I won’t say I was happy when my wife opened the oven of our brand new stove and her head was engulfed in a fireball because (1) I wasn’t, and (2) She would punch me very hard in the eyeball if I said that. Still, I will admit to thinking, as we sat in the emergency room—me trying to keep our toddler from firing up the defibrillator, her looking miserable with a goopy looking salve all over her face—that the experience could be professionally useful. Not for nothing is my second book called The Providence of Fire. People get burned, literally and figuratively, and here I had first-hand experience with a burn victim.
I’m happy to report that my wife healed up just fine (although the damage to our marriage when she reads this post may take more time). It just goes to show you, though, that everything is fodder when it comes to writing, especially if you’re writing epic fantasy. In fact, one of my favorite parts of the job has come to be the “research.” I put the word in quotes because, unlike more conventional methods involving spreadsheets, double-blind studies, and notecards, my research more or less involves keeping my eye out for awesome shit.
For instance, did you know that there’s a race that pits human runners against horses over a course that’s roughly a marathon? There is. Not only is this awesome in its own right, but it’s incredible useful to a fantasy writer trying to figure out which messengers are going to get to the battle when. Or we could talk about the Mt. St. Helens eruption or the caldera that is Crater Lake in Oregon. An extinct volcanic caldera would be a totally kick-ass place for a temple. Or a fortress. Or something. I wasn’t able to work it in this series, but that didn’t stop me from learning a lot about volcanic calderas.
One of my favorite types of research is the research I don’t even do myself. On a shockingly regular basis, readers get in touch with me to (1) Make suggestions, or (2) Point out things I’ve screwed up. I love both types of interaction. For instance, there was the surgeon and medical school professor who observed that one of the wounds incurred in The Emperor’s Blades seemed physiologically impossible. He said he’d actually made the relevant incisions on a cadaver with his students, and… nope, no dice. I leave it to the rest of you to figure out which it is.
These interactions are so much fun that I’ve actually started to go out looking for them. When I needed an injury that could lie dormant for weeks, then flare up and cripple a warrior all at once, I got in touch with the athletic trainer at the school where I used to work. We went back and forth for days about various knee, ankle, and hip injuries—all of which I was convinced I had by the end of this conversation.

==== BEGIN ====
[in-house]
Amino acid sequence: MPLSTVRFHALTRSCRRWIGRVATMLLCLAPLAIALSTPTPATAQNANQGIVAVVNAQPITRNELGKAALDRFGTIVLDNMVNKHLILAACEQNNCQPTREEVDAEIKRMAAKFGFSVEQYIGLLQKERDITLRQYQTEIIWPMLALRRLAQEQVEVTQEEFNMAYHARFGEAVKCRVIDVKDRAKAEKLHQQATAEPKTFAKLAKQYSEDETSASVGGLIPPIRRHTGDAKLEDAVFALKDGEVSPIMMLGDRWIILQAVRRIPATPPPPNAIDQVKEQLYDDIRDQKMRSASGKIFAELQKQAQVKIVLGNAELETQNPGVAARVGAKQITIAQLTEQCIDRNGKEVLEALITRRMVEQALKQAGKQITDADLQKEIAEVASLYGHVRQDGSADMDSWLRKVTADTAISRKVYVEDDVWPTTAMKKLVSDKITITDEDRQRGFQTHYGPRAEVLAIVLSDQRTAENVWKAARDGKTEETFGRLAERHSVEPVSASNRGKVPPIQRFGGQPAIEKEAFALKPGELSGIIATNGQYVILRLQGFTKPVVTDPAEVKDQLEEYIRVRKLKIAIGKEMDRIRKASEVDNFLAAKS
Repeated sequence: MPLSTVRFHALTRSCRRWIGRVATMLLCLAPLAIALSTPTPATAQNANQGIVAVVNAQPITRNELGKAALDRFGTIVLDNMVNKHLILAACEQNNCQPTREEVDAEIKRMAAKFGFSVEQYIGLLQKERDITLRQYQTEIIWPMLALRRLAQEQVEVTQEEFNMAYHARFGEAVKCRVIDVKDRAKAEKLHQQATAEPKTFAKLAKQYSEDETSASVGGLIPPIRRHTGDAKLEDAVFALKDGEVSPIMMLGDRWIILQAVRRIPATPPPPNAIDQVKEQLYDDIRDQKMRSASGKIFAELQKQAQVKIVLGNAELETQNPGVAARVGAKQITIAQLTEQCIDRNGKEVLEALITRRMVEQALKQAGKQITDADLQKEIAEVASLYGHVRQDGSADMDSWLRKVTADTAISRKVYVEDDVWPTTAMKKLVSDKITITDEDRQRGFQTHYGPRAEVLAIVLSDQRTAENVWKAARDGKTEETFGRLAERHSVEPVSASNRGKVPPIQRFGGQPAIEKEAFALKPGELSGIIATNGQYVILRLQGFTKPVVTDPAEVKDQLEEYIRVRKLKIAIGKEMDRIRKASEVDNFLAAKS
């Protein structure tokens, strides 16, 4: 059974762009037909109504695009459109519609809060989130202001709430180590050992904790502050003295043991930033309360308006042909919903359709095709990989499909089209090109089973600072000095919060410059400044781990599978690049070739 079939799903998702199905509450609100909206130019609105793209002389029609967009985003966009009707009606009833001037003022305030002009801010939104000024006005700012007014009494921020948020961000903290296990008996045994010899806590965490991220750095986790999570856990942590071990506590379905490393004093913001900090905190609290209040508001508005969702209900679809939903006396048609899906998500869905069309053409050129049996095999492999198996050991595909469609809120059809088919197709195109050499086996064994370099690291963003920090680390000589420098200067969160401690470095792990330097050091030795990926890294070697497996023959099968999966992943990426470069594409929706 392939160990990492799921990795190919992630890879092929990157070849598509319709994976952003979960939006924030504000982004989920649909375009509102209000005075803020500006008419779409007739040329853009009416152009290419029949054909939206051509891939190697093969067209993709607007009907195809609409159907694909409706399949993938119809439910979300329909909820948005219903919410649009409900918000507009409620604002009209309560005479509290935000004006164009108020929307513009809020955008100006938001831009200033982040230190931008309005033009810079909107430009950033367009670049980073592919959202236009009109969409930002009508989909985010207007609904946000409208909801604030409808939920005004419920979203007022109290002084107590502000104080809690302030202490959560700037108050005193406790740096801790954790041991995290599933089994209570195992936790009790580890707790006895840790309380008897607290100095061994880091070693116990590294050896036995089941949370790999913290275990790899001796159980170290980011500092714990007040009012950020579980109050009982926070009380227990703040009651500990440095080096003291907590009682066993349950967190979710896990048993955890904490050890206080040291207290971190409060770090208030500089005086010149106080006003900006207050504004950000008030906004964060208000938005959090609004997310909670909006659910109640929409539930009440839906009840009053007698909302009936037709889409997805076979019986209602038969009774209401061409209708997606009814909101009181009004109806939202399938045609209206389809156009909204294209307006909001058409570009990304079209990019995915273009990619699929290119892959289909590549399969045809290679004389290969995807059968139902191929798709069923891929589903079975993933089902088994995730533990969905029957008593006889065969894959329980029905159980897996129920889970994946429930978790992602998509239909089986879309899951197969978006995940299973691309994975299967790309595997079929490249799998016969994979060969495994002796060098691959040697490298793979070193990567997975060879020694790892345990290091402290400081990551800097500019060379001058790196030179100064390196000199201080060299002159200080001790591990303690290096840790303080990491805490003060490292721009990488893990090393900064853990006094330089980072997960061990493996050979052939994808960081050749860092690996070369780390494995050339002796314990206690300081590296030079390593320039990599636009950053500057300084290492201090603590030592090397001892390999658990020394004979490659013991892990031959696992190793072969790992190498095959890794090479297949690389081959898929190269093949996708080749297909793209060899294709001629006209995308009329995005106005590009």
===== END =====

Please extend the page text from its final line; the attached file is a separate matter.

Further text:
Sometimes I just make shit up in the first draft of a book—an injury to a bird, for instance. I don’t know anything about bird anatomy, and so I just say something: the wing tendon reciprocator, blah, blah, blah. On the second pass, however, I try to do better. Recently, I managed to get in touch with a veterinarian who rehabilitates raptors. He gave me just what I needed for my wounded bird—a patagial tear. It’s such a specialized piece of knowledge that Microsoft Word keeps telling me I’m spelling patagial wrong.
Sometimes I’m just lazy. I could probably figure out how high a tower needs to be in order for sailors to see it at sea from a day’s sail distant, but as it turns out, I know some math people who live for this kind of thing. A few days ago, these two math-savvy folks (one, the fantasy writer, Django Wexler) got into such a debate about tunnels and the curvature of the earth that they forgot all about me. My twitter feed was just square roots signs and Pythagoras for the rest of the afternoon. And I’ll tell you what—they solved the hell out of that problem.
Writing is wonderful work, but it can be lonely. I’m grateful for these “research” opportunities, not just because I get to learn some cool stuff, but even more, because I get to interact with interesting, curious people. The generosity of readers is overwhelming, and it makes a day spent at the keyboard a delight. That said, I’m not letting my wife get any more ovens. She’s done her part already—if you pay close attention in the second book, you’ll see just which descriptions were helped out by her research.
After teaching literature, philosophy, history, and religion for more than a decide, Brian Staveley began writing epic fantasy. The Providence of Fire, the second installment in the Chronicle of the Unhewn Throne, publishes January 13th from Tor and Tor UK. He lives on a steep dirt road in the mountains of southern Vermont, where he divides his time between fathering, writing, husbanding, splitting wood, skiing, and adventuring, not necessarily in that order. He can be found on Twitter at @brianstaveley and also on his blog.